A variety of fanciful innovations in "future" T.V. sets, including a model with a built-in stove, and a number of highly interactive models. And of course, even with dozens of channels, ...
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The Wolf rides into town, terrorises it, kidnaps the girl, and is chased by the outraged townspeople, accompanied by Droopy, who despite introducing himself as "the hero" at the end, in ... See full summary »
This starts off as an adaptation of Robert Service's poem 'The Shooting of Dan McGrew', complete with a literal depiction of a man with one foot in the grave, but when Dan McGoo turns out ... See full summary »
A variety of fanciful innovations in "future" T.V. sets, including a model with a built-in stove, and a number of highly interactive models. And of course, even with dozens of channels, there's nothing on...or more accurately, there's nothing but the same Western. Written by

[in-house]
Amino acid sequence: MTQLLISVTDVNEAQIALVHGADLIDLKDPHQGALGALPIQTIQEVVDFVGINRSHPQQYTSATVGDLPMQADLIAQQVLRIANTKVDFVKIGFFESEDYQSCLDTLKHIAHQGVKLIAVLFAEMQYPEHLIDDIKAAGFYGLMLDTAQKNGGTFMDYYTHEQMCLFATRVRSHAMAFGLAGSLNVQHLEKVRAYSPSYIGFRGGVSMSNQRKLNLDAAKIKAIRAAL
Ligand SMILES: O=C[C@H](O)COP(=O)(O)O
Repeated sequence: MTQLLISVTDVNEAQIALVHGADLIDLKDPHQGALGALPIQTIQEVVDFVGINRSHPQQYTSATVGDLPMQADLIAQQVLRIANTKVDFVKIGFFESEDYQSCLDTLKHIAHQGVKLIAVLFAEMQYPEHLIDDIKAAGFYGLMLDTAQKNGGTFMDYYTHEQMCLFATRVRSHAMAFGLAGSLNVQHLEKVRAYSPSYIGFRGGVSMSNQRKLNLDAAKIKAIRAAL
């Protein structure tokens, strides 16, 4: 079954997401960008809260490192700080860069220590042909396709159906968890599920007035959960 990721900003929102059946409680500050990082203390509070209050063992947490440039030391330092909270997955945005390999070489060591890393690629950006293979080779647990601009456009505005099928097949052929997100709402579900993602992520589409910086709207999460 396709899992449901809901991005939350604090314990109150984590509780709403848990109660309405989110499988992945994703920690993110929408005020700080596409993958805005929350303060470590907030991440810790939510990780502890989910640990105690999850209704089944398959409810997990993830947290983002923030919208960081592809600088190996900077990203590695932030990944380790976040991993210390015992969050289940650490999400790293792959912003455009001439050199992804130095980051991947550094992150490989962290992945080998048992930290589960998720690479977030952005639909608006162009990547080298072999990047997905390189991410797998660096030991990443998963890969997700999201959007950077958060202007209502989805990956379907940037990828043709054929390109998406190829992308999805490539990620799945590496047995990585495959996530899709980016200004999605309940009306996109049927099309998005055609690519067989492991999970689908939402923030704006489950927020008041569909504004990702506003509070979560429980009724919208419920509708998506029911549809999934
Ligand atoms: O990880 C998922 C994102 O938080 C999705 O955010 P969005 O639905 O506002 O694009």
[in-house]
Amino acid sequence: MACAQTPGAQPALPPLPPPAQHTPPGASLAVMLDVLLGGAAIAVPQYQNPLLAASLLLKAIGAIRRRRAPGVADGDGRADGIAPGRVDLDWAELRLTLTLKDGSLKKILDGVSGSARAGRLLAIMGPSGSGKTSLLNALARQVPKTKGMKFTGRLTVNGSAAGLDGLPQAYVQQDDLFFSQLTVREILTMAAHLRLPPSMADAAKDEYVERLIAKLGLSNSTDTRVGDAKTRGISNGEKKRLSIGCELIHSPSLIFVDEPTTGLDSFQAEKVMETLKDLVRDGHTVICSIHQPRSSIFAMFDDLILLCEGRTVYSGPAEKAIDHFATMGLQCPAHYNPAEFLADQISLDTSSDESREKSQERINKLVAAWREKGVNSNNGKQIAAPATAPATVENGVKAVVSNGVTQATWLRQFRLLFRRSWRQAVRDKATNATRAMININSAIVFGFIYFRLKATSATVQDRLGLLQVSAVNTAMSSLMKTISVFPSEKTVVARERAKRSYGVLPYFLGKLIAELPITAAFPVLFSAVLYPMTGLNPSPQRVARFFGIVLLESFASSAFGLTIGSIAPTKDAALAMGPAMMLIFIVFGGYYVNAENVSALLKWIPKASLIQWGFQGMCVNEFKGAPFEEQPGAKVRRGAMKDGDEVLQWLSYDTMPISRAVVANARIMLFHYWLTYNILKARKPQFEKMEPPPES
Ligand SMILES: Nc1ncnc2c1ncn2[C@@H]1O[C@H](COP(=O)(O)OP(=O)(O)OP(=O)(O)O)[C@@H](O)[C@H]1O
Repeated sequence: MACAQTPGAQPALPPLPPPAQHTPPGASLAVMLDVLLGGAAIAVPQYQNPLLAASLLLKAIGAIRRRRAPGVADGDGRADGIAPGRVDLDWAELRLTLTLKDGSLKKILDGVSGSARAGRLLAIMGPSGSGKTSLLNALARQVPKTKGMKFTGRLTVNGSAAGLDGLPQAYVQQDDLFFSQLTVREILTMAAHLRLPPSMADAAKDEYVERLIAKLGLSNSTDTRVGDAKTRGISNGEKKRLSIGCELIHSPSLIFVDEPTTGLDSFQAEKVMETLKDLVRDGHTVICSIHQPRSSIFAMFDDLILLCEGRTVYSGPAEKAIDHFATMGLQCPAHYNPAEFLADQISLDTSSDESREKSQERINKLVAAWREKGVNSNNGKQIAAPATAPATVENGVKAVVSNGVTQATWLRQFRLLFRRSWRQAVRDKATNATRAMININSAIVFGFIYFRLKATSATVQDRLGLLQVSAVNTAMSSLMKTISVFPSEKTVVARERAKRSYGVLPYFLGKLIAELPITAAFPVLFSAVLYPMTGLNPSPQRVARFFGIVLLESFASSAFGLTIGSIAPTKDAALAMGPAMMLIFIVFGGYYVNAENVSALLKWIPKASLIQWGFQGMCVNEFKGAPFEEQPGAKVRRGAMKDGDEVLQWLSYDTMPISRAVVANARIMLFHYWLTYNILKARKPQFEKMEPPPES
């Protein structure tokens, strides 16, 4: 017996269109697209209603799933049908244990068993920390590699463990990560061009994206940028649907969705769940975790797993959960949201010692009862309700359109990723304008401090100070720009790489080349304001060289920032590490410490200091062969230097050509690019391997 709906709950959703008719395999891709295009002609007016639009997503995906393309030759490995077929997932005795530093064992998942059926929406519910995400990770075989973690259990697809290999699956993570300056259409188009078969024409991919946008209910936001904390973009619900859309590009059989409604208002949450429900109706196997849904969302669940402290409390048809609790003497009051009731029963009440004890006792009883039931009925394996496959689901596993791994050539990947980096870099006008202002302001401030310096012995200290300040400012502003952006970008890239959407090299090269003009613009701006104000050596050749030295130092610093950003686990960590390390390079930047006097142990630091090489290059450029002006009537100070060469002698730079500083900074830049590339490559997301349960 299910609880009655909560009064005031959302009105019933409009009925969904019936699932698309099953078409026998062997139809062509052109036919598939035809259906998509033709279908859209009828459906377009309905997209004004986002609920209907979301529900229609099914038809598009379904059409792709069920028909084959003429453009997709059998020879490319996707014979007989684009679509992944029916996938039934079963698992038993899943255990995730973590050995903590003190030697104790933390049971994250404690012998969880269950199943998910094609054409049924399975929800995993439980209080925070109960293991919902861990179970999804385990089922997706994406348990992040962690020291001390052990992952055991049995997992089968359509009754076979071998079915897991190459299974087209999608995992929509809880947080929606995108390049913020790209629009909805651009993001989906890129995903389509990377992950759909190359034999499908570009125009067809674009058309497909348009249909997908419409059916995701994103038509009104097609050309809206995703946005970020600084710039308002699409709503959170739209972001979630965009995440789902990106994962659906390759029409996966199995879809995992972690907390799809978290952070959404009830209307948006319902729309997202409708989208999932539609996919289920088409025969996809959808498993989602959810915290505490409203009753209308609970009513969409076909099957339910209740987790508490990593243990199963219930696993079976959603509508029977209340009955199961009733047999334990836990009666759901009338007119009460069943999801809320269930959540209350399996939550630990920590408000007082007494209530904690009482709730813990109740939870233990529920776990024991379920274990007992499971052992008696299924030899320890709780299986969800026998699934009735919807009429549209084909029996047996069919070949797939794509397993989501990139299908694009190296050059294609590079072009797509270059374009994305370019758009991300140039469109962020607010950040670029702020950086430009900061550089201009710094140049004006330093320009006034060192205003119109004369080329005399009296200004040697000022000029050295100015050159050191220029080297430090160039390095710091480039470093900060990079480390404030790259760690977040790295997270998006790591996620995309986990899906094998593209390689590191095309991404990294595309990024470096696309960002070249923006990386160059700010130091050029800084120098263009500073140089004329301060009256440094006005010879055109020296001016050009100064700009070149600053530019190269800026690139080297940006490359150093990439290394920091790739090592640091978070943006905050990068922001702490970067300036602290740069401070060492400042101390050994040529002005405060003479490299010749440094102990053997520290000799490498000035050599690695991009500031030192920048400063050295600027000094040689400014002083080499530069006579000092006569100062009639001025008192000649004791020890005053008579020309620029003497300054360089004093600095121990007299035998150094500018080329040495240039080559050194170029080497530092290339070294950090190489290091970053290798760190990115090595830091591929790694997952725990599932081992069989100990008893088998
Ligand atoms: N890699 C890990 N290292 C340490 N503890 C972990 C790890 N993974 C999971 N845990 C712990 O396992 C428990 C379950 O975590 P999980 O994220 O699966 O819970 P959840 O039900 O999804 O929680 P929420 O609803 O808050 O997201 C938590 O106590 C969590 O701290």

Jon Reeves <firstname.lastname@example.org>
Tex Avery did a series of cartoons where he poked fun at things by showing how some aspect of life would be in the future, his target here being television. Interestingly, Avery was not fond of television, viewing it (somewhat correctly) as the enemy. Television is largely what killed the theatrically produced cartoon. So to a degree, Avery's barbs are less good-natured than usual in some cases. Devastatingly funny, its good that this one is in print. Highly recommended.
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